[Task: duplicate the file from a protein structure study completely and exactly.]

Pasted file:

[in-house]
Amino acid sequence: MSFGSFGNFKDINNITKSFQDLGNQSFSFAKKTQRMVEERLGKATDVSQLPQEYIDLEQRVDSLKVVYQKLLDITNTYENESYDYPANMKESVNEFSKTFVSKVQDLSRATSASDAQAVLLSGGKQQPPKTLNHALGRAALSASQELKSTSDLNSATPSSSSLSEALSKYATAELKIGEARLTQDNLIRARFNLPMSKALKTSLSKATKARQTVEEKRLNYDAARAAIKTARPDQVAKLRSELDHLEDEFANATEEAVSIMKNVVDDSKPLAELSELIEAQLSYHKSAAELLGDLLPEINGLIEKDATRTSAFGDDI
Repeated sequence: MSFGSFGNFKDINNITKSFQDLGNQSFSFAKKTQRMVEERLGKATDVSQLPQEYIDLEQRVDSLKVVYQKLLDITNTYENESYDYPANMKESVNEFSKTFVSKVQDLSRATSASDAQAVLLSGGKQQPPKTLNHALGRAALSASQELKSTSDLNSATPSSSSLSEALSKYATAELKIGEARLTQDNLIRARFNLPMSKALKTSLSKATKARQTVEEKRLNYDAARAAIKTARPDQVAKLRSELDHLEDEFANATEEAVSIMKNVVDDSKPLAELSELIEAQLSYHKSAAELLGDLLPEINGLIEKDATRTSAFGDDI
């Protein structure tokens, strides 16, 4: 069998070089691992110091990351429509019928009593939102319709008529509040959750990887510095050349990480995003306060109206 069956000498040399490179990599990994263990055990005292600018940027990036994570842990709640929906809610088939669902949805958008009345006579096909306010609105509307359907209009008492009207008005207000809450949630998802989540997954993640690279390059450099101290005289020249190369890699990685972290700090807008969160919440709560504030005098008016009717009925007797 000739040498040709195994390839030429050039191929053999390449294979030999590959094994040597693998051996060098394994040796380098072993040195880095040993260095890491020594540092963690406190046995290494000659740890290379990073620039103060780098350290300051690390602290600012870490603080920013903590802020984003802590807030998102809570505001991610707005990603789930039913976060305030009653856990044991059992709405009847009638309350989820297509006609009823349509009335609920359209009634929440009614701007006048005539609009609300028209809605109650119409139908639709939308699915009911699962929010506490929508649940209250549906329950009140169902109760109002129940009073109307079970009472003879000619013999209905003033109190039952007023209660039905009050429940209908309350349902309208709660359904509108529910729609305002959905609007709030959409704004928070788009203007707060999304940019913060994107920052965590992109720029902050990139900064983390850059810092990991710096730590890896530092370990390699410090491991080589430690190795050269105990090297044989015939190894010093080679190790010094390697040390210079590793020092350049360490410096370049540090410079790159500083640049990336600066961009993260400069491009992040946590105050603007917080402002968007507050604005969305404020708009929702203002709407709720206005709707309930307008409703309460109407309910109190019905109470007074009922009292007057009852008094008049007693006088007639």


[in-house]
Amino acid sequence: MSFGSFGNFKDINNITKSFQDLGNQSFSFAKKTQRMVEERLGKATDVSQLPQEYIDLEQRVDSLKVVYQKLLDITNTYENESYDYPANMKESVNEFSKTFVSKVQDLSRATSASDAQAVLLSGGKQQPPKTLNHALGRAALSASQELKSTSDLNSATPSSSSLSEALSKYATAELKIGEARLTQDNLIRARFNLPMSKALKTSLSKATKARQTVEEKRLNYDAARAAIKTARPDQVAKLRSELDHLEDEFANATEEAVSIMKNVVDDSKPLAELSELIEAQLSYHKSAAELLGDLLPEINGLIEKDATRTSAFGDDI
Repeated sequence: MSFGSFGNFKDINNITKSFQDLGNQSFSFAKKTQRMVEERLGKATDVSQLPQEYIDLEQRVDSLKVVYQKLLDITNTYENESYDYPANMKESVNEFSKTFVSKVQDLSRATSASDAQAVLLSGGKQQPPKTLNHALGRAALSASQELKSTSDLNSATPSSSSLSEALSKYATAELKIGEARLTQDNLIRARFNLPMSKALKTSLSKATKARQTVEEKRLNYDAARAAIKTARPDQVAKLRSELDHLEDEFANATEEAVSIMKNVVDDSKPLAELSELIEAQLSYHKSAAELLGDLLPEINGLIEKDATRTSAFGDDI
């Protein structure tokens, strides 16, 4: 069998070089691992110091990351429509019928009593939102319709008529509040959750990887510095050349990480995003306060109206 069956000498040399490179990599990994263990055990005292600018940027990036994570842990709640929906809610088939669902949805958008009345006579096909306010609105509307359907209009008492009207008005207000809450949630998802989540997954993640690279390059450099101290005289020249190369890699990685972290700090807008969160919440709560504030005098008016009717009925007797 000739040498040709195994390839030429050039191929053999390449294979030999590959094994040597693998051996060098394994040796380098072993040195880095040993260095890491020594540092963690406190046995290494000659740890290379990073620039103060780098350290300051690390602290600012870490603080920013903590802020984003802590807030998102809570505001991610707005990603789930039913976060305030009653856990044991059992709405009847009638309350989820297509006609009823349509009335609920359209009634929440009614701007006048005539609009609300028209809605109650119409139908639709939308699915009911699962929010506490929508649940209250549906329950009140169902109760109002129940009073109307079970009472003879000619013999209905003033109190039952007023209660039905009050429940209908309350349902309208709660359904509108529910729609305002959905609007709030959409704004928070788009203007707060999304940019913060994107920052965590992109720029902050990139900064983390850059810092990991710096730590890896530092370990390699410090491991080589430690190795050269105990090297044989015939190894010093080679190790010094390697040390210079590793020092350049360490410096370049540090410079790159500083640049990336600066961009993260400069491009992040946590105050603007917080402002968007507050604005969305404020708009929702203002709407709720206005709707309930307008409703309460109407309910109190019905109470007074009922009292007057009852008094008049007693006088007639």